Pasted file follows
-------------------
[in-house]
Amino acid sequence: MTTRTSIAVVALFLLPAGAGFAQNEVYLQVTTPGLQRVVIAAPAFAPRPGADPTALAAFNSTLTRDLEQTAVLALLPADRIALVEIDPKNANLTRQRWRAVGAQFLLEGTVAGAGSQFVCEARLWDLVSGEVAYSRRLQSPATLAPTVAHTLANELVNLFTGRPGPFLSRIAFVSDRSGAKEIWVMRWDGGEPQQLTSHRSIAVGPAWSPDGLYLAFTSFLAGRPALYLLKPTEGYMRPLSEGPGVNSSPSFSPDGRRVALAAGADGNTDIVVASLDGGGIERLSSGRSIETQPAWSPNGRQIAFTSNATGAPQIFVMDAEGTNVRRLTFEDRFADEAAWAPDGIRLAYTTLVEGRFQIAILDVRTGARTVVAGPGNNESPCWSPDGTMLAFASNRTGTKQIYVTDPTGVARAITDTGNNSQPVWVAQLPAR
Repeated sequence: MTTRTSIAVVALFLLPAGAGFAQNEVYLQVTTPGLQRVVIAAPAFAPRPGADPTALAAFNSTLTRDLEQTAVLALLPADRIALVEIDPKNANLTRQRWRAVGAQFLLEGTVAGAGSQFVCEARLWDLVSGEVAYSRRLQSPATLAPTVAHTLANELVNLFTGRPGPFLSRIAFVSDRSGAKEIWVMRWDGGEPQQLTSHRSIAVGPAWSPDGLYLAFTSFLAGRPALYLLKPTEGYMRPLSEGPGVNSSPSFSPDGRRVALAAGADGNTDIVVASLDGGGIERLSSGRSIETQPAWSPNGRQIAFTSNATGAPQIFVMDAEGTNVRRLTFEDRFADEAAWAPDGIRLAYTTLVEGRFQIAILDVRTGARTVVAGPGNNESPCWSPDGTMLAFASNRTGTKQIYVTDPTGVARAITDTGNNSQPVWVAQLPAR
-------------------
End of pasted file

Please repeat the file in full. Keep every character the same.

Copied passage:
[in-house]
Amino acid sequence: MTTRTSIAVVALFLLPAGAGFAQNEVYLQVTTPGLQRVVIAAPAFAPRPGADPTALAAFNSTLTRDLEQTAVLALLPADRIALVEIDPKNANLTRQRWRAVGAQFLLEGTVAGAGSQFVCEARLWDLVSGEVAYSRRLQSPATLAPTVAHTLANELVNLFTGRPGPFLSRIAFVSDRSGAKEIWVMRWDGGEPQQLTSHRSIAVGPAWSPDGLYLAFTSFLAGRPALYLLKPTEGYMRPLSEGPGVNSSPSFSPDGRRVALAAGADGNTDIVVASLDGGGIERLSSGRSIETQPAWSPNGRQIAFTSNATGAPQIFVMDAEGTNVRRLTFEDRFADEAAWAPDGIRLAYTTLVEGRFQIAILDVRTGARTVVAGPGNNESPCWSPDGTMLAFASNRTGTKQIYVTDPTGVARAITDTGNNSQPVWVAQLPAR
Repeated sequence: MTTRTSIAVVALFLLPAGAGFAQNEVYLQVTTPGLQRVVIAAPAFAPRPGADPTALAAFNSTLTRDLEQTAVLALLPADRIALVEIDPKNANLTRQRWRAVGAQFLLEGTVAGAGSQFVCEARLWDLVSGEVAYSRRLQSPATLAPTVAHTLANELVNLFTGRPGPFLSRIAFVSDRSGAKEIWVMRWDGGEPQQLTSHRSIAVGPAWSPDGLYLAFTSFLAGRPALYLLKPTEGYMRPLSEGPGVNSSPSFSPDGRRVALAAGADGNTDIVVASLDGGGIERLSSGRSIETQPAWSPNGRQIAFTSNATGAPQIFVMDAEGTNVRRLTFEDRFADEAAWAPDGIRLAYTTLVEGRFQIAILDVRTGARTVVAGPGNNESPCWSPDGTMLAFASNRTGTKQIYVTDPTGVARAITDTGNNSQPVWVAQLPAR